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Wednesday 26 November 2014

Hahn redirects brand-building prowess

23rd July, 2014 by Gabriel Stone

The Californian producer behind multi-million dollar wine brands Rex Goliath and Cycles Gladiator is now channeling this expertise into a high-end Pinot Noir and Chardonnay project.

Hahn SLHAfter selling its Rex Goliath brand to Constellation in 2005 for $43 million, earlier this year the Monterey-based Hahn Family Wines sold follow-up venture Cycles Gladiator to a US firm called Wine Hooligans for an undisclosed sum.

Now, following a label overhaul for a brand that was first introduced to the US in 2009, Hahn is stepping up efforts to bring its estate grown, £25 per bottle SLH range to a wider audience.

The SLH brand name aims to highlight the Hahn family’s close connection with the Santa Lucia Highlands AVA in Monterey County where the producer is based.

Pointing to Nicholaus and Gaby Hahn’s key role in the original creation of the AVA back in 1993, Evelyn Pool, the producer’s vice-president of international sales & marketing, told the drinks business: “They’ve always been instrumental in the direction of Santa Lucia Highlands.”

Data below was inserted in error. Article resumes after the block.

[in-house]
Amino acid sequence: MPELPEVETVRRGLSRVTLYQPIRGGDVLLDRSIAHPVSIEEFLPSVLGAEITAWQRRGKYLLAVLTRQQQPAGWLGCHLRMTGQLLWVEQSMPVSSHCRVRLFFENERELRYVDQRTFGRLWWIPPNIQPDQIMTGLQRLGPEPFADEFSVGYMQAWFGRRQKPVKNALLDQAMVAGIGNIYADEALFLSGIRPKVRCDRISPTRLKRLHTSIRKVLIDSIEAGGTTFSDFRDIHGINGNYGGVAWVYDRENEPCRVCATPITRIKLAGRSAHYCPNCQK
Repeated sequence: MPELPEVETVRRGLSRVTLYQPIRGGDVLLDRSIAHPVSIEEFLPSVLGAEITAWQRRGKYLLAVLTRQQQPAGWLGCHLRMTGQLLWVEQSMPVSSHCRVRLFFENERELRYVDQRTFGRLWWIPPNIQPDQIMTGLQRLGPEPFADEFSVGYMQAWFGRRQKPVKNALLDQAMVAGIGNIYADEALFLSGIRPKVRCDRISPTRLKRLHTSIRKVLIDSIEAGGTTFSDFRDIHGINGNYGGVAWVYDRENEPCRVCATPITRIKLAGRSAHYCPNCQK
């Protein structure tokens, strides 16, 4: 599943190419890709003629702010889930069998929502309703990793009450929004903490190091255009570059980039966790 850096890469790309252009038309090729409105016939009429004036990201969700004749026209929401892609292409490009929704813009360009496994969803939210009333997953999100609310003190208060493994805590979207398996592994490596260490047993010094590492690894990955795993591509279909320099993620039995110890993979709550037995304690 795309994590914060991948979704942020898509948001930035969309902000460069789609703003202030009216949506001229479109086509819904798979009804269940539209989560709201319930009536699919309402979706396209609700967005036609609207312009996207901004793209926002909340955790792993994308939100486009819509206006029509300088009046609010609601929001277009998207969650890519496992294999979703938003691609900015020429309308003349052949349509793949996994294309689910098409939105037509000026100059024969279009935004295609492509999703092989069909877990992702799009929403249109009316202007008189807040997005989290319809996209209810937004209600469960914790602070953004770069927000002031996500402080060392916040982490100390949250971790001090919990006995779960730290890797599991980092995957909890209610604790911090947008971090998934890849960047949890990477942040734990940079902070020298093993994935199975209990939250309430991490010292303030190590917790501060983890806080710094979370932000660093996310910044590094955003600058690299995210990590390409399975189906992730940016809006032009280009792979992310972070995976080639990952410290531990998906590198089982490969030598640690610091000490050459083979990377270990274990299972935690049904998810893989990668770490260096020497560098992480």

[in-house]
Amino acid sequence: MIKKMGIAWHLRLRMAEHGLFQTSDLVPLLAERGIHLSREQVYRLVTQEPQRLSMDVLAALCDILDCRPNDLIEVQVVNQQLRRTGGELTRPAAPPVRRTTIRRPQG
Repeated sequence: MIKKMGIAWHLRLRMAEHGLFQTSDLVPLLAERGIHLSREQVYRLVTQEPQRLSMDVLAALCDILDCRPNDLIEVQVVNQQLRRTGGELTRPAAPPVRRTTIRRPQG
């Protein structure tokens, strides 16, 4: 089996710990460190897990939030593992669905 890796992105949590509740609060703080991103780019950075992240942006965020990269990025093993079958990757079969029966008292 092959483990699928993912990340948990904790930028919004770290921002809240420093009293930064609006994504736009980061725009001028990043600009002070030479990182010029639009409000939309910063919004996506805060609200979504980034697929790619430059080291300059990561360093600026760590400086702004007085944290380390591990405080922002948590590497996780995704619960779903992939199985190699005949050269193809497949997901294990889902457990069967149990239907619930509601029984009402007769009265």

In contrast to the supplier contracts needed to feed production for both Rex Goliath and Cycles Gladiator, Pool emphasised that the fact SLH is produced  “100% from our estate” makes it “a big part of our evolution.”

Outlining the company’s 1,100-acres holdings in Monterey, of which 650 acres are in the Santa Lucia Highlands, she explained the background to this shift in direction. “Because we own such extensive vineyards we realised that we should really be focusing on these so decided to back off and really focus on who we are and Nicky’s original vision.”

Looking back on the success of Rex Goliath, a brand inspired by a 19th century 47-pound Texan rooster, Pool recalled: “It was an amazing story that lit all cylinders – the first critter label, the first whimsical brand. It went from nothing to half a million cases in two years.”

Despite such success on paper, Pool admitted: “At the time we were really struggling. The brand was so successful that the winery was struggling to keep up. We were having to invest not just the profits but even more to keep the machine going. It’s phenomenal how much capital it takes.”

The provocative Cycles Gladiator label

The provocative Cycles Gladiator label

Eventually Hahn sold Rex Goliath to Constellation, while keeping all the grape contracts and winemaking facilities. These were almost immediately redirected to build a second brand, Cycles Gladiator, whose naked woman on the label helped win rapid and lucrative notoriety.

“We were thrown out of Alabama where we were probably selling 500 cases a year,” recalled Pool. “But were were on every news story in the national and international media so it translated from a loss of 500 cases into around 10,000 case sales.”

The sale of Rex Goliath also enabled Hahn to put in place the foundations for its current estate-focused, higher end SLH brand. “We used the profits from the Rex sale to replant the whole property,” explained Pool.